Spanish Researchers Characterize Prevalence of Hypopituitarism in Their Population

   Spanish researchers have shown the prevalence of hypopituitarism in their general population to be 44.4 per 100,000 inhabitants, with most of cases due to a pituitary tumor or its treatment. They presented the results of their study at ENDO 2011: the 93rd Annual Meeting & Expo of the Endocrine Society in Boston.

   Hypopituitarism is associated with an increased prevalence of cardiovascular risk factors and premature death. Investigators from Hospital Clinico Universitario at Santiago de Compostela  performed a retrospective review of a large series of adult patients with hypopituitarism, analyzing its prevalence, association with cardiovascular risk factors, and mortality.

   There were 180 adult hypopituitary patients (58.1% female) from a population of 405,218 inhabitants (prevalence 44.4/100,000), who were followed for 10 years. The mean age at diagnosis was 45.2 +/-21.2 years (3-81). Following data analysis, the researchers found that the most frequent cause of hypopituitarism was a pituitary tumor and/or its treatment (80 cases, 44.6%), most of them non-functioning tumors (45 cases, 56.2%). Seventy-five percent were macroadenomas (mean size 27.9 +/-11.3mm, 4-51); 82 patients (45.6%) underwent surgery and 48 (26.7%) were irradiated. Pituitary deficiencies on follow-up were: FSH/LH (78.9%), TSH (71.1%), ACTH (59.4%), GH (55%), and ADH (18.9%).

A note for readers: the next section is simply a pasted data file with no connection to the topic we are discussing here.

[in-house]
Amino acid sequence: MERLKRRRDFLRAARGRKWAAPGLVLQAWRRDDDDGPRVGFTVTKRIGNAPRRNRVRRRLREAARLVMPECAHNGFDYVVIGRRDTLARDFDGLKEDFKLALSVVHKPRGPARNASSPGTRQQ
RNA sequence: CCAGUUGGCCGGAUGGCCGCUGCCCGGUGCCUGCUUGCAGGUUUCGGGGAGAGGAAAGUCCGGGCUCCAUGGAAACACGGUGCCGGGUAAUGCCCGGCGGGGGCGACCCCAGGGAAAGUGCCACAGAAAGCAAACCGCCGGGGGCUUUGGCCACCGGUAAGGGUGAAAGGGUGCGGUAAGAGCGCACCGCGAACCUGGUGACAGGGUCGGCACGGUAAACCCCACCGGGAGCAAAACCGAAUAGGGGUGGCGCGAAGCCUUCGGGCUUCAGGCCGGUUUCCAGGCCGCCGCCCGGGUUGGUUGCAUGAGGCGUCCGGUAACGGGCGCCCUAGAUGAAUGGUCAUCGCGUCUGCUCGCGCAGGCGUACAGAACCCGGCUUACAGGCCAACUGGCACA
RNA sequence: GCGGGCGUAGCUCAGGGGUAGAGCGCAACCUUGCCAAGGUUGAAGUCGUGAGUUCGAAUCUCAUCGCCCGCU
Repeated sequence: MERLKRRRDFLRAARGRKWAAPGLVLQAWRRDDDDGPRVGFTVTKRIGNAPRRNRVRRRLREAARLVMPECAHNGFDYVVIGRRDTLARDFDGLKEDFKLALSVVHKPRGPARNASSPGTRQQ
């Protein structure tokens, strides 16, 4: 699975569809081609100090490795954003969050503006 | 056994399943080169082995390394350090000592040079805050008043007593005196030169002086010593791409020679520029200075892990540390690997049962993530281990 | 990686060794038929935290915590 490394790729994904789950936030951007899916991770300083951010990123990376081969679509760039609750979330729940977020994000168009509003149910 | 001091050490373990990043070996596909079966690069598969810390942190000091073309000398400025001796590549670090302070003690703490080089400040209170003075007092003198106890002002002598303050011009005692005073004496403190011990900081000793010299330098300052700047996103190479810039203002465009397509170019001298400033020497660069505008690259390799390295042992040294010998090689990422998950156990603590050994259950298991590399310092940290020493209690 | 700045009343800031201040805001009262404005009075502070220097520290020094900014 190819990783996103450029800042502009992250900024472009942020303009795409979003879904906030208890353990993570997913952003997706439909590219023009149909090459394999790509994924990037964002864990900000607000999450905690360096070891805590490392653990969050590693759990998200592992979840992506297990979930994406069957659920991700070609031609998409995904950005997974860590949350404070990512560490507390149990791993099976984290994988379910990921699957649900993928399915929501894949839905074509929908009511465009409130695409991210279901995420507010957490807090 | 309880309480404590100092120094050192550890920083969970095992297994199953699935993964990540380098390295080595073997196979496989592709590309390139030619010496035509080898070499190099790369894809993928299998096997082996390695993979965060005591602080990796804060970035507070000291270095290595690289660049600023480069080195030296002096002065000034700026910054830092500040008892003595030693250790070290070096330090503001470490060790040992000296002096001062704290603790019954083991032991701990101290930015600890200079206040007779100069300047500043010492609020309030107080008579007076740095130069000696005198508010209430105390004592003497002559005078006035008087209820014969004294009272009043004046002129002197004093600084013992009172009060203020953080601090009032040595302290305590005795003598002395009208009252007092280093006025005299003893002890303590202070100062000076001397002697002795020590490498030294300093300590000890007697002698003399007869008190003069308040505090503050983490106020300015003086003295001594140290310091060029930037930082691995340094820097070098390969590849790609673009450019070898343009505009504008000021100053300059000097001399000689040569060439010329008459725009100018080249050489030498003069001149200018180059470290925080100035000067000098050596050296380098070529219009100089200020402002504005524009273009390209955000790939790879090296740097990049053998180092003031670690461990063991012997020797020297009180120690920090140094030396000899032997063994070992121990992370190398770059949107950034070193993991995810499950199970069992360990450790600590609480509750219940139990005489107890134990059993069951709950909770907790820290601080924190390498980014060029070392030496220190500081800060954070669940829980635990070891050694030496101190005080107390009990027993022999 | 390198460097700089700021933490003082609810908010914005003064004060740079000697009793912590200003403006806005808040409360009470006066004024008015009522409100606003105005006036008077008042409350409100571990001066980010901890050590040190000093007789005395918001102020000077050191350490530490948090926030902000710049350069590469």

The degree of hypopituitarism (number of affected axes) was associated with radiotherapy (P<0.01) but not with the etiology of hypopituitarism or surgery. Sixteen percent of patients had diabetes, 34% hypertension, 38% hyperlipidemia, 16% cardiovascular disease, and 54% obesity. Seven patients died during follow-up (48.1% female). There was an association between mortality and radiotherapy (P<0.001), degree of hypopituitarism (P<0.01), glucocorticoid doses (P=0.02), diabetes (P<0.001), hypertension (P<0.001), hyperlipidemia (P=0.02), and previous cardiovascular disease (P=0.03).

   As noted, most of cases of hypopituitarism devolved from a pituitary tumor or its treatment. The Spanish investigators concluded that cranial radiotherapy, degree of hypopituitarism, high substitutive steroid doses, and some cardiovascular risk factors (e.g., diabetes, hypertension, and hyperlipidemia) are related to mortality.